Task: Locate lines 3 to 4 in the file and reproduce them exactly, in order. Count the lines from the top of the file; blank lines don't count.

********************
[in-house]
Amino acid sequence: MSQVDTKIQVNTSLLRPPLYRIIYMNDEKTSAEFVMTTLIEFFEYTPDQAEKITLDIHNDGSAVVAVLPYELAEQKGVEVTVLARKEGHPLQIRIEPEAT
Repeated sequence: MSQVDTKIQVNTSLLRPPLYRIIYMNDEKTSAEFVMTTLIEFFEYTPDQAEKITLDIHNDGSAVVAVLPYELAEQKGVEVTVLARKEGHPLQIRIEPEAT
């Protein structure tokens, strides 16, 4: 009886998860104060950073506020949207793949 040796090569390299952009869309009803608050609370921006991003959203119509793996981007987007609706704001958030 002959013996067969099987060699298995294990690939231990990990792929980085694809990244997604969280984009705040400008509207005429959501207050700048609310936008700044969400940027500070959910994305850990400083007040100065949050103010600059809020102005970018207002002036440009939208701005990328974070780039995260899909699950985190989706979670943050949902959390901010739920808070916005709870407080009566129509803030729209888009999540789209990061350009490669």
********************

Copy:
Repeated sequence: MSQVDTKIQVNTSLLRPPLYRIIYMNDEKTSAEFVMTTLIEFFEYTPDQAEKITLDIHNDGSAVVAVLPYELAEQKGVEVTVLARKEGHPLQIRIEPEAT
């Protein structure tokens, strides 16, 4: 009886998860104060950073506020949207793949 040796090569390299952009869309009803608050609370921006991003959203119509793996981007987007609706704001958030 002959013996067969099987060699298995294990690939231990990990792929980085694809990244997604969280984009705040400008509207005429959501207050700048609310936008700044969400940027500070959910994305850990400083007040100065949050103010600059809020102005970018207002002036440009939208701005990328974070780039995260899909699950985190989706979670943050949902959390901010739920808070916005709870407080009566129509803030729209888009999540789209990061350009490669």